They open the article describing the phases of a gas well, especially those with high gas-to-liquid ratios:
As the well ages, reservoir pressures decline along with flow rates and velocities. The gas-lifting characteristics change and liquids begin to collect on the walls of the production tubing. Liquids still move up and out of the well eventually, but less efficiently than before.
At this stage of production, the reservoir still builds enough gas pressure under the liquid slugs to overcome the hydrostatic pressure and force the slug back up the tubing. The gas expands, some of it carrying liquid and some slipping through the liquid. This carries much of the liquid out of the well bore, but it impedes the gas flow and causes a slower flow rate.
Eventually the flow rate falls below a critical value because there is no longer enough gas pressure to carry the liquid out, and gas production is choked off, killing the well.
The plunger in a plunger lift system:
…sized to be close to but less than the diameter of the well tube, drops to the bottom of the well, where it lands on a bumper spring. The well is shut off at the top, allowing pressure to build up. When pressure is high enough, the well is opened and the pressure can push the plunger up the tubing, lifting the liquid above it and freeing the gas flow so production can resume. The plunger is captured when it pops out and retained until the water column eventually reforms and the entire cycle repeats.
The challenge for the pressure and differential pressure (DP) measurement instrumentation measuring flow is:
…primarily because it subjects flowmeters to large spikes. When the plunger arrives at the top of the wellhead, a dramatic increase in gas flow occurs, causing a large pressure spike… This spike happens with every plunger cycle and can make maintaining gas flow measurement accuracy difficult.
If the DP flowmeter is sized for the normal operating range and not the peak flow rates:
…the volume of gas collected between the plunger blowing out and the pressure settling back down to normal levels where the flowmeter can read it again is not measured. The gas is captured, but not included in the totalized flow report for the well. This can result in tens of thousands of dollars in understated production per wellhead per year.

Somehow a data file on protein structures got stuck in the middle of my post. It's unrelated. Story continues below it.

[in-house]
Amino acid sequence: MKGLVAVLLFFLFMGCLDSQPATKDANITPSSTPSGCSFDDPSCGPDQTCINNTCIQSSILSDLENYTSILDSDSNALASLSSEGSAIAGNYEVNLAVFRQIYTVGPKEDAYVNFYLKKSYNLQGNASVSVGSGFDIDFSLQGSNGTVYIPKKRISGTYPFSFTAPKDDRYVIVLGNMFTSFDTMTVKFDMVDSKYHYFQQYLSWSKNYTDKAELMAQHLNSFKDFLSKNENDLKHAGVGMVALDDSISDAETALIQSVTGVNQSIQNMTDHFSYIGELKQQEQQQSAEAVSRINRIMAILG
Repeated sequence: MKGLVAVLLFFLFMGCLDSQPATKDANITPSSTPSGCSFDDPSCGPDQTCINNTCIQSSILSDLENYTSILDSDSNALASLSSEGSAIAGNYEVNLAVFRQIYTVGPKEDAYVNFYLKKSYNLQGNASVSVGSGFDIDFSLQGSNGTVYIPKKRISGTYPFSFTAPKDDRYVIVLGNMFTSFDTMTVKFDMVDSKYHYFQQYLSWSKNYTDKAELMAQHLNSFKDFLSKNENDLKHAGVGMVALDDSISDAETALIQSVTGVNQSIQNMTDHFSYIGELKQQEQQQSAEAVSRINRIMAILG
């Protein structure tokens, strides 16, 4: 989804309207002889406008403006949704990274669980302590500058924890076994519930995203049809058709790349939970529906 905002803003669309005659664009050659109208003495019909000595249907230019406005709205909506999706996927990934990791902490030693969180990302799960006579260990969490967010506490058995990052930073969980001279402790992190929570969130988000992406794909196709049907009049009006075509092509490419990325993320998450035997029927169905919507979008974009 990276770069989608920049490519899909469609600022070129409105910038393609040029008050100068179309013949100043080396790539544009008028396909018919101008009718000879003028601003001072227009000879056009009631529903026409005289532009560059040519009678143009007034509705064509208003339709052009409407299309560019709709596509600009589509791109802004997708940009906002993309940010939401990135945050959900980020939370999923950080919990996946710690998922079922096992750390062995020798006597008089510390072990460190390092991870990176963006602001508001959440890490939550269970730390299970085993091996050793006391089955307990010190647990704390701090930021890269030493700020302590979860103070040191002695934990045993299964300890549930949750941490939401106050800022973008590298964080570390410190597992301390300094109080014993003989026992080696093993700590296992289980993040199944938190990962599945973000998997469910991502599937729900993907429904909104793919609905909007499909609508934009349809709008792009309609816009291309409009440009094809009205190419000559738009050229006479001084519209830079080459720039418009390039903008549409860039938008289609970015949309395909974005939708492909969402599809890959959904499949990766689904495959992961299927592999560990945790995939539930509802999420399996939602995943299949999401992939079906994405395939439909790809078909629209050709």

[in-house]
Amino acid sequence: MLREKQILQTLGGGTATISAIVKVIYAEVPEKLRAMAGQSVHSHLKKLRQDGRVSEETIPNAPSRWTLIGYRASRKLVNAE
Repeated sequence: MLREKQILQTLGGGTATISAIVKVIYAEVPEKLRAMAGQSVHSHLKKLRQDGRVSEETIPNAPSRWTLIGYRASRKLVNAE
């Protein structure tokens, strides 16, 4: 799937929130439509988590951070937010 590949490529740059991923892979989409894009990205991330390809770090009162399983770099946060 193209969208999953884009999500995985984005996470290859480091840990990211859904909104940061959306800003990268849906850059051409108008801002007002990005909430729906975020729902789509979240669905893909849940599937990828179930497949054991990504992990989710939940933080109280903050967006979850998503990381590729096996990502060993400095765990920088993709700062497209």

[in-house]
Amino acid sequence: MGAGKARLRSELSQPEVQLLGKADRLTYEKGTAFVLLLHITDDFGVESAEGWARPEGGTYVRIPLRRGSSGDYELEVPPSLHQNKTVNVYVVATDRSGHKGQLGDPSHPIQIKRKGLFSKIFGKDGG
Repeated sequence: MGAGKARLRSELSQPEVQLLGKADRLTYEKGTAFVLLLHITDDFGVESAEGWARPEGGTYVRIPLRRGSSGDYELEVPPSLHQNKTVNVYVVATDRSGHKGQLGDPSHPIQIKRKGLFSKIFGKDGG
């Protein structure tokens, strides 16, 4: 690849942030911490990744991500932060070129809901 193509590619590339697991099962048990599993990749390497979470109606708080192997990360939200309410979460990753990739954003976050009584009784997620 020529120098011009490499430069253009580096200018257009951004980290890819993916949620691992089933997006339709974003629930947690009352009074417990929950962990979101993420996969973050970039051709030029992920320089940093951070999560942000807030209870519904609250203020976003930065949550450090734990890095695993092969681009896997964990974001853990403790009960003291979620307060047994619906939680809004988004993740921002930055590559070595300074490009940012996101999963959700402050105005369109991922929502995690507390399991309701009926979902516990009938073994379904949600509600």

Conversely, sizing the DP flow meter for the peak flow rates during plunger lift operations:
…can result in a less accurate value when the flow is at normal levels. Traditional DP flowmeters with upper ranges of 1,000 inch wc [water column] working near or below 250 inch wc, where the well is flowing up to 96 percent of the time, will produce less accurate readings… Even these small scale-related inaccuracies will compound over time, resulting in missed natural gas and consequently, missed dollars.
Wally, Eric and Tom recommend:
DP transmitters are available with upper pressure limits from 25 to 1,000 inch wc, and when applied to a flowmeter, they will have varying accuracies over those ranges. Users should examine performance data carefully as they consider how to maximize pressure measurement accuracy for their particular applications.
As discussed, choosing the best transmitter requires achieving a balance between high measurement accuracy at the nominal flow rate while still being able to work correctly during the pressure spikes inherent to plunger lift applications. Some DP flowmeters maintain higher degrees of accuracy across wider turn-down ranges than others. When evaluating performance, this should be a critical consideration.
A Rosemount 4088A MultiVariable transmitter with Extended Range is one that can meet challenging extended range applications such as oil and gas production, custody transfer and plunger-lift well systems.
Read the article for more on the economics missing flow spikes or inaccuracy due to wide ranges. You can also connect and interact with pressure and flow measurement experts in the Pressure and Flow groups in the Emerson Exchange 365 community.